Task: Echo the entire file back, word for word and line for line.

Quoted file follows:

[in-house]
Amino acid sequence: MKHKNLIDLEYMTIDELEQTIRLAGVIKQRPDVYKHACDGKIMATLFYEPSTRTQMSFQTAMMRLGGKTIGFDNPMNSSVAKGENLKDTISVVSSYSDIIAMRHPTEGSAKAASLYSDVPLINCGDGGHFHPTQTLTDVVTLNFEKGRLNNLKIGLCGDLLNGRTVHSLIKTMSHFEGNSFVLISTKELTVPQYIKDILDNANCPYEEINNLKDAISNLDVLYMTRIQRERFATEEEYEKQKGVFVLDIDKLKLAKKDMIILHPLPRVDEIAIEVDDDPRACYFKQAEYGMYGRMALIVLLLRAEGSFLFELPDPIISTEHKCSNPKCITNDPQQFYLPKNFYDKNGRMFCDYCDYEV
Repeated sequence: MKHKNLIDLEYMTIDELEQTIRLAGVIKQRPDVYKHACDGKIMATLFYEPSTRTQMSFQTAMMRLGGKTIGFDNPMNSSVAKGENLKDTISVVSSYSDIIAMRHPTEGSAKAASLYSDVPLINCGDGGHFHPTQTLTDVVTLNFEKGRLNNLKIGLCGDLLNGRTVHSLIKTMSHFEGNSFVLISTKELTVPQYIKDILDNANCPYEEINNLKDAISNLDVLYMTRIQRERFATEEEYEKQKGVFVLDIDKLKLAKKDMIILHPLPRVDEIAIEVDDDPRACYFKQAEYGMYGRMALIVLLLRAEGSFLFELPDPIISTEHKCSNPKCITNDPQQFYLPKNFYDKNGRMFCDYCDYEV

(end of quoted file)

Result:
[in-house]
Amino acid sequence: MKHKNLIDLEYMTIDELEQTIRLAGVIKQRPDVYKHACDGKIMATLFYEPSTRTQMSFQTAMMRLGGKTIGFDNPMNSSVAKGENLKDTISVVSSYSDIIAMRHPTEGSAKAASLYSDVPLINCGDGGHFHPTQTLTDVVTLNFEKGRLNNLKIGLCGDLLNGRTVHSLIKTMSHFEGNSFVLISTKELTVPQYIKDILDNANCPYEEINNLKDAISNLDVLYMTRIQRERFATEEEYEKQKGVFVLDIDKLKLAKKDMIILHPLPRVDEIAIEVDDDPRACYFKQAEYGMYGRMALIVLLLRAEGSFLFELPDPIISTEHKCSNPKCITNDPQQFYLPKNFYDKNGRMFCDYCDYEV
Repeated sequence: MKHKNLIDLEYMTIDELEQTIRLAGVIKQRPDVYKHACDGKIMATLFYEPSTRTQMSFQTAMMRLGGKTIGFDNPMNSSVAKGENLKDTISVVSSYSDIIAMRHPTEGSAKAASLYSDVPLINCGDGGHFHPTQTLTDVVTLNFEKGRLNNLKIGLCGDLLNGRTVHSLIKTMSHFEGNSFVLISTKELTVPQYIKDILDNANCPYEEINNLKDAISNLDVLYMTRIQRERFATEEEYEKQKGVFVLDIDKLKLAKKDMIILHPLPRVDEIAIEVDDDPRACYFKQAEYGMYGRMALIVLLLRAEGSFLFELPDPIISTEHKCSNPKCITNDPQQFYLPKNFYDKNGRMFCDYCDYEV